By Karl Edmunds – Director, SDR Ventures
The overall economy continues to experience one of the longest bull-market cycles of all time. Many pundits in the late 90s began to speculate that a recession or severe decline was no longer likely due to a unique set of market conditions. This blindness to market realities cost many business owners a fortune and, unfortunately, the same perspective is back today for too many investors.
For business owners who have a significant portion of their wealth still tied up in their business, this market blindness could be devastating. I hear business owners suggest that the market for selling their businesses is strong – with multiple buyers and no change in sight. Some say that capital is readily available to buyers from multiple sources, with no urgency to take action now.
My question to business owners in the lower middle market is: what will your situation look like if you are wrong? What will your options be if you face a market with no or few buyers, and business valuations in steep decline for multiple years? How would that affect your retirement plans?
Planning for an exit is critical and takes time, so my advice is: don’t delay if you are a business owner with a plan to sell in the next 18 months to 2 years. Please consider the following…
Financial Markets: The ability to borrow funds regardless of whether it is working capital, mezzanine debt, equipment purchases or capital to acquire a business will have a huge impact on the transaction activity in the M&A arena. It is highly likely that historically low rates will be rising. Be prepared for the potential impact that higher interest rates may have on your exit plan.
Your Industry Dynamics: Think about the life cycle in your industry and then consider the life cycle of your specific business. They are not necessarily the same. If your industry faces a downturn due to global conditions or local issues, the sale of your business could be impacted negatively. Staying tuned to market forces from global competitors, disruptive advances in technology, operations and user demand is a never-ending challenge.
Supply/Demand Demographics: A seller’s market has existed over the past couple of years due to a large buyer market supported by low capital costs and taxes. Private equity has almost unlimited funds to invest for the right opportunity. Large numbers of senior-level corporate executives are investing in businesses to prepare for retirement, in part due to poor executive employment prospects. Finally, many corporate operations are leveraging growth through strategic acquisitions given the low cost of funds. This highly advantageous sellers’ environment is not likely to last, so taking action now in preparing to exit may translate into substantial financial rewards.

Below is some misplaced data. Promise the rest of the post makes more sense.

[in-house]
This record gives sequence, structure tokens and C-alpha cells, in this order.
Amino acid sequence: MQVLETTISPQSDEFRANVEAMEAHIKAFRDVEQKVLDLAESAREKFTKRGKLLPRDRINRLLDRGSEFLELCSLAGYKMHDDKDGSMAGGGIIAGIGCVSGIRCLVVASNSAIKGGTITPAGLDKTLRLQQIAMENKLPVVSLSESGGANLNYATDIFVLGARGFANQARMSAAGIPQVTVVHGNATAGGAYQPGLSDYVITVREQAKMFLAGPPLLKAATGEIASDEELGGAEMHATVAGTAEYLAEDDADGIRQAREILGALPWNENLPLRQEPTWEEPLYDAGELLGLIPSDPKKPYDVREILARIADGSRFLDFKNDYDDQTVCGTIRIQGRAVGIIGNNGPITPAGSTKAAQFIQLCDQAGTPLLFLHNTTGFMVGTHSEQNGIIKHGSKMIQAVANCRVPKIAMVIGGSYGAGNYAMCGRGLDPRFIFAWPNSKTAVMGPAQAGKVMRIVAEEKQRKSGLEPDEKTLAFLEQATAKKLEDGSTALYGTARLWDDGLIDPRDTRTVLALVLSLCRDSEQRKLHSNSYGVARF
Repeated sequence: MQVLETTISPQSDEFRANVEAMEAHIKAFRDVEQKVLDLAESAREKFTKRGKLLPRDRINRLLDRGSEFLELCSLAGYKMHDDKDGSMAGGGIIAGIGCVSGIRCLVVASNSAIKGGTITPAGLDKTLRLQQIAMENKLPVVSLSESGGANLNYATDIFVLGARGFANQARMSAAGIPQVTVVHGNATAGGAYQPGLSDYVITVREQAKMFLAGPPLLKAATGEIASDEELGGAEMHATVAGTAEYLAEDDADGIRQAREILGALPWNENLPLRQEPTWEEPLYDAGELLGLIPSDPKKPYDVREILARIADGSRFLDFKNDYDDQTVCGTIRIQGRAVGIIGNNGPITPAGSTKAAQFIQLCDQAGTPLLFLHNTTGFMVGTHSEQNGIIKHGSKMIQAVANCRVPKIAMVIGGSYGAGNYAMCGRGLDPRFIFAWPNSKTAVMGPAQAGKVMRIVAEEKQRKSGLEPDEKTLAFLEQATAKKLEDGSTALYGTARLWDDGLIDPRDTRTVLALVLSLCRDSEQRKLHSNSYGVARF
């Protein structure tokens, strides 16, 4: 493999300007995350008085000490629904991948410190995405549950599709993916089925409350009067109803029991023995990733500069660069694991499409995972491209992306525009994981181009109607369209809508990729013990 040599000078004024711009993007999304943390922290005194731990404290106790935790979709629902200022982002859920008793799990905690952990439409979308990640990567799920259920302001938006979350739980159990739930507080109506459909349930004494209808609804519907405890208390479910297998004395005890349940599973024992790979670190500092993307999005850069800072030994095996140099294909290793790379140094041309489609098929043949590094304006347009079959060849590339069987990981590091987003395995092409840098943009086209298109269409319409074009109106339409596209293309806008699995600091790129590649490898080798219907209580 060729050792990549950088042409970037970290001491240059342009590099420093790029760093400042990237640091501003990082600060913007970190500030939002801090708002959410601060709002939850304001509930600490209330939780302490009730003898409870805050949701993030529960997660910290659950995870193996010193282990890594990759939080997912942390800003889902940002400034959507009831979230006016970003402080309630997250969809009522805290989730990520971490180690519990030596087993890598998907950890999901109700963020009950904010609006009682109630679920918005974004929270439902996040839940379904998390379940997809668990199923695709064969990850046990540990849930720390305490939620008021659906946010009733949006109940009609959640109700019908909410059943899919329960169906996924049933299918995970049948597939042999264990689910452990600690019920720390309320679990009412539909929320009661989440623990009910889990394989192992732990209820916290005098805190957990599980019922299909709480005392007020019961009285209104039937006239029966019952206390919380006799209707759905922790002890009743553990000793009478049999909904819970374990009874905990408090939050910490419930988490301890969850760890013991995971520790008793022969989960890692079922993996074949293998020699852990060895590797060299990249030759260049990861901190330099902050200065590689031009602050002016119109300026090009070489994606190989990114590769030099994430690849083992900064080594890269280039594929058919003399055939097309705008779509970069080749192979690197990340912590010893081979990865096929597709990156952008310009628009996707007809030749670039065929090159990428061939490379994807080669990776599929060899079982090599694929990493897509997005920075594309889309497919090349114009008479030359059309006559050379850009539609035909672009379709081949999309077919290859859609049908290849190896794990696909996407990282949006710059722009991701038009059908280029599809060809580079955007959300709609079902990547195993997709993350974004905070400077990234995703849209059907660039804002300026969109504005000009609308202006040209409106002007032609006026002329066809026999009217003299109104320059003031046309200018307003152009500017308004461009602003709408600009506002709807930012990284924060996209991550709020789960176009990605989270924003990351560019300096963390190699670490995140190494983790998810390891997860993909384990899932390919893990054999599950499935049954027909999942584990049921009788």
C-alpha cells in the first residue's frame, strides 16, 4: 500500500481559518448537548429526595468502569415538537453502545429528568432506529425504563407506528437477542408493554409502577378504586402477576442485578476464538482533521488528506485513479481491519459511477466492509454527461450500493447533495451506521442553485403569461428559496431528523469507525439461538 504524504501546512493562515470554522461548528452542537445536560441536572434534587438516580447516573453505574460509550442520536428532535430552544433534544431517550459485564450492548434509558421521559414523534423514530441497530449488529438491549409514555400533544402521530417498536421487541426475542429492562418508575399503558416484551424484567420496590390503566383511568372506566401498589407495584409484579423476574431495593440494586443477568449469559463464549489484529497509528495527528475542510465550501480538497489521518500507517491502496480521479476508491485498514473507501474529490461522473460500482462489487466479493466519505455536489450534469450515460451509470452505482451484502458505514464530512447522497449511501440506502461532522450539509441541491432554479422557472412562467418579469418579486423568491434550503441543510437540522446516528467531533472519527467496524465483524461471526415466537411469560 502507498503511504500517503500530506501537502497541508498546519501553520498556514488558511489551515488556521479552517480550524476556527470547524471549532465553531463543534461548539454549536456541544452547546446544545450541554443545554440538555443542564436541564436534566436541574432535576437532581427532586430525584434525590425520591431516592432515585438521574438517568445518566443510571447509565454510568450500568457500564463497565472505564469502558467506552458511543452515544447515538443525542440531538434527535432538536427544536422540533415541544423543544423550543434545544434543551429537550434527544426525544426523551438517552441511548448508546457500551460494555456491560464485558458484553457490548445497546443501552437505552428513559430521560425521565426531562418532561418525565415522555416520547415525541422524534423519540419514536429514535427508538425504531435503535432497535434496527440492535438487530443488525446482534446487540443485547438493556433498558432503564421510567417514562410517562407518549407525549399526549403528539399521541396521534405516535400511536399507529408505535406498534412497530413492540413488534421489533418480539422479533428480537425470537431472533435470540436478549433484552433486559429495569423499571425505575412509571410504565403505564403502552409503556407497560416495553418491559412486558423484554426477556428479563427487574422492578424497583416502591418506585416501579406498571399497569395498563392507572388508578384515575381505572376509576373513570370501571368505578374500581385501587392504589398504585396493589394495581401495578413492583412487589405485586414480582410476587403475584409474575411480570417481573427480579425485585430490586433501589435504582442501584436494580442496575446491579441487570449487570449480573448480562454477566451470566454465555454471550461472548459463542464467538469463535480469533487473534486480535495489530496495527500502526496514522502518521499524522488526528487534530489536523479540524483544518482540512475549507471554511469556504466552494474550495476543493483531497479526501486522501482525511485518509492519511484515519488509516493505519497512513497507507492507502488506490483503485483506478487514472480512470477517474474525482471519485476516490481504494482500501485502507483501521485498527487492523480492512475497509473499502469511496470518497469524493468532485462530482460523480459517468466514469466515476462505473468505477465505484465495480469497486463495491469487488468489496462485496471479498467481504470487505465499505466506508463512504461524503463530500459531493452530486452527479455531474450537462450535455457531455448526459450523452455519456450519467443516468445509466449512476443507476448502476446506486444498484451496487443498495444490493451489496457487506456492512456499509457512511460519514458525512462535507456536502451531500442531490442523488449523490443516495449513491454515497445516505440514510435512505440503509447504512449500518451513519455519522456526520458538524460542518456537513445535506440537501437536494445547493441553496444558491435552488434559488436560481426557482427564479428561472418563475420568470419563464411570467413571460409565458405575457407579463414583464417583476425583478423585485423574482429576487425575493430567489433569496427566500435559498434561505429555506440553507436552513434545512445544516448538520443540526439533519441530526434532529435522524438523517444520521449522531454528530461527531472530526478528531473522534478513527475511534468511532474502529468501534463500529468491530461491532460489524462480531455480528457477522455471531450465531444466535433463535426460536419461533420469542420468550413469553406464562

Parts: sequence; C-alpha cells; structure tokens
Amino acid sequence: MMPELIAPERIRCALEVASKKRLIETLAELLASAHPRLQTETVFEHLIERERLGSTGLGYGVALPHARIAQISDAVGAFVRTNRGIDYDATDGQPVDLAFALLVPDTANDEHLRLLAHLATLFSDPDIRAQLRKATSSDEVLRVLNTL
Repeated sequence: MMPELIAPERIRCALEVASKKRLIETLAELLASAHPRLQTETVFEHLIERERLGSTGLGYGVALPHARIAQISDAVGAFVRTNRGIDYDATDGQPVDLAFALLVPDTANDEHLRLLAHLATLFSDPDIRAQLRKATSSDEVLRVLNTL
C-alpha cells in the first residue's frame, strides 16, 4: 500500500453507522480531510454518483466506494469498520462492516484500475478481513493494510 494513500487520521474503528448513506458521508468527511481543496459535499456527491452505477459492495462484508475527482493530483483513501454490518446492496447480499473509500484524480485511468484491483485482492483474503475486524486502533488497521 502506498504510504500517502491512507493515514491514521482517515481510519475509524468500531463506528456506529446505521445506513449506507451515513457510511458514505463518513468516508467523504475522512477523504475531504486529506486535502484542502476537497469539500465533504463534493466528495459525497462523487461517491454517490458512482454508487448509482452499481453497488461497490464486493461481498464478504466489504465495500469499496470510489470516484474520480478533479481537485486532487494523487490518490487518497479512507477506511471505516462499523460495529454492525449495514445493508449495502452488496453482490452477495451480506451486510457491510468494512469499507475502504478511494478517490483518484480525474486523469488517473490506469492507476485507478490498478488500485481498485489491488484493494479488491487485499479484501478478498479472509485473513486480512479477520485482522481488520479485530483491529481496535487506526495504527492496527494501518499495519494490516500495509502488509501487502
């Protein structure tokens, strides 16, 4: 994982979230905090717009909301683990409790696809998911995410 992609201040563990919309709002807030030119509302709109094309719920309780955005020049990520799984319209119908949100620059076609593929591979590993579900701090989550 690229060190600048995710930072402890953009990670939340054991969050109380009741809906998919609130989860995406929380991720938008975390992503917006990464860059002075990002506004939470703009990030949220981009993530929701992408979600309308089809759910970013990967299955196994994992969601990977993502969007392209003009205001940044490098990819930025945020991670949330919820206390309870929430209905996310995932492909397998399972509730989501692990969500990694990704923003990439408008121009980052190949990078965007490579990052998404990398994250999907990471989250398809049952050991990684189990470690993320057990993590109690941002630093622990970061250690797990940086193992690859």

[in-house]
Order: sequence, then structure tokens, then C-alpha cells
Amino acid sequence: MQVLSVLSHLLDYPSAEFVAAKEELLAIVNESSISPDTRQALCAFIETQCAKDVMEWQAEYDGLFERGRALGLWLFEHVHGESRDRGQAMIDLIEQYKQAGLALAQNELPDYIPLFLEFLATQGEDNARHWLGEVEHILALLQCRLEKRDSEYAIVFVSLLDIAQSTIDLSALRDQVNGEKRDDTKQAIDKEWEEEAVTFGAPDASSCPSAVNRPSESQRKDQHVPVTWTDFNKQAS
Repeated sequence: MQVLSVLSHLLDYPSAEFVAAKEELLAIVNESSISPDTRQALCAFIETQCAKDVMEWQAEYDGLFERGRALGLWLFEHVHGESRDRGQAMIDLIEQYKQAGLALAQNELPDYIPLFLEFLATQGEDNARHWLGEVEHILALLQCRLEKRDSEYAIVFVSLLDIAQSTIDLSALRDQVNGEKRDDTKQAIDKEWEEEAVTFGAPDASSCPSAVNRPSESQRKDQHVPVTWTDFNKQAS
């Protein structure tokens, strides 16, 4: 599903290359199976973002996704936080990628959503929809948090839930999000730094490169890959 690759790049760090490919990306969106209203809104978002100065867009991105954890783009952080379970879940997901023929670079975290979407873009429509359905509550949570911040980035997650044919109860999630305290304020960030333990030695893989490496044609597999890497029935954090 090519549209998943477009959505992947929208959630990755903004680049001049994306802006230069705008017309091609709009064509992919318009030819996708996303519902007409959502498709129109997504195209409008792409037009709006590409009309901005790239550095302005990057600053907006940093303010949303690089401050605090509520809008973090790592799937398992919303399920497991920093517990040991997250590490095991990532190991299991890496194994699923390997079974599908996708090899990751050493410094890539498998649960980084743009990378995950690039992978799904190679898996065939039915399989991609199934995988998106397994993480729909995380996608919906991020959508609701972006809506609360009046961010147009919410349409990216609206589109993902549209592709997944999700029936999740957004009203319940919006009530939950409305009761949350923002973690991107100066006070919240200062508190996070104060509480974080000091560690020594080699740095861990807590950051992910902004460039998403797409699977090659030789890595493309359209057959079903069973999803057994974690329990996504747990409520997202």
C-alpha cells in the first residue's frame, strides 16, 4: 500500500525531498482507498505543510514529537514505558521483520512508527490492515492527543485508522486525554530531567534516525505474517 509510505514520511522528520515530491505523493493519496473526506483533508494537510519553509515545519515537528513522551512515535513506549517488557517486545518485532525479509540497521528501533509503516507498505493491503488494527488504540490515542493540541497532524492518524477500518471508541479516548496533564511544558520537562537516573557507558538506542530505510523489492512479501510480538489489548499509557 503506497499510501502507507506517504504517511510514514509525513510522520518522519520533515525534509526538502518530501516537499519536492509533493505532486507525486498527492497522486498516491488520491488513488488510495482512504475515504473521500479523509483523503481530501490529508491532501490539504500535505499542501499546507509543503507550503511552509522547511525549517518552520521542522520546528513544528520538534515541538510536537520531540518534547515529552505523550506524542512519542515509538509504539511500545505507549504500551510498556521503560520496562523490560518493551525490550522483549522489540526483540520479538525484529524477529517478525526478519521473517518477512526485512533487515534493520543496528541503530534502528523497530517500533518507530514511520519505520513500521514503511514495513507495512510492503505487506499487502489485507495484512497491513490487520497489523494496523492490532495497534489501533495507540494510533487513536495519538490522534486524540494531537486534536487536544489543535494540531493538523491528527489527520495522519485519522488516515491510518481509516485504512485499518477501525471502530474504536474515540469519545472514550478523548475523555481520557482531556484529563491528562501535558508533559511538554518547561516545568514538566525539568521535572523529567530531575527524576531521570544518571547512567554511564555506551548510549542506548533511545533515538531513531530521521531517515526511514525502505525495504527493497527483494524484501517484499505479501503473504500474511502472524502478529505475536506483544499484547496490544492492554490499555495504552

High quality and experienced intermediary investment bankers are well positioned to offer valuable insights to business owners considering an exit plan. These insights typically include an overview of industry dynamics, market and transaction activities, business valuation trends and unique geographical demands. Some business owners fear that investment bankers might be too costly, but in my experience investment bankers almost always pay for themselves financially and almost certainly in time savings.
Value-Enhancing Strategies: Too many business owners fail to recognize the type of preparations needed prior to going to market for a sale. Some businesses have too much dependency on a single owner(s)’ individual relationship with customers, and some have poor financial records that need to be cleaned up to successfully navigate the due-diligence process. Still others have historical performance issues that must be addressed to enhance valuation and deal with suboptimal organization/personnel issues. Properly addressing issues takes time and must be done to enhance the value of the business to the marketplace. Hiring professional expertise to guide this process is a good investment and will improve the probability of a successful go-to-market process.
Get Your Head in the Game Now: You have started and successfully built a strong and growing business. Making mistakes with exit plans can be devastating and, unfortunately, happens all too frequently. Running the business is not the same as preparing to exit, and engaging the right resources to sell is one of the most important decisions you will make. You will need to look at your business, industry, competitors and geography in ways you that you may have never considered. This is not the time to slow down and think that deferring action will work out. Start a conversation now with an advisory team so you are prepared for a successful exit, and then take action.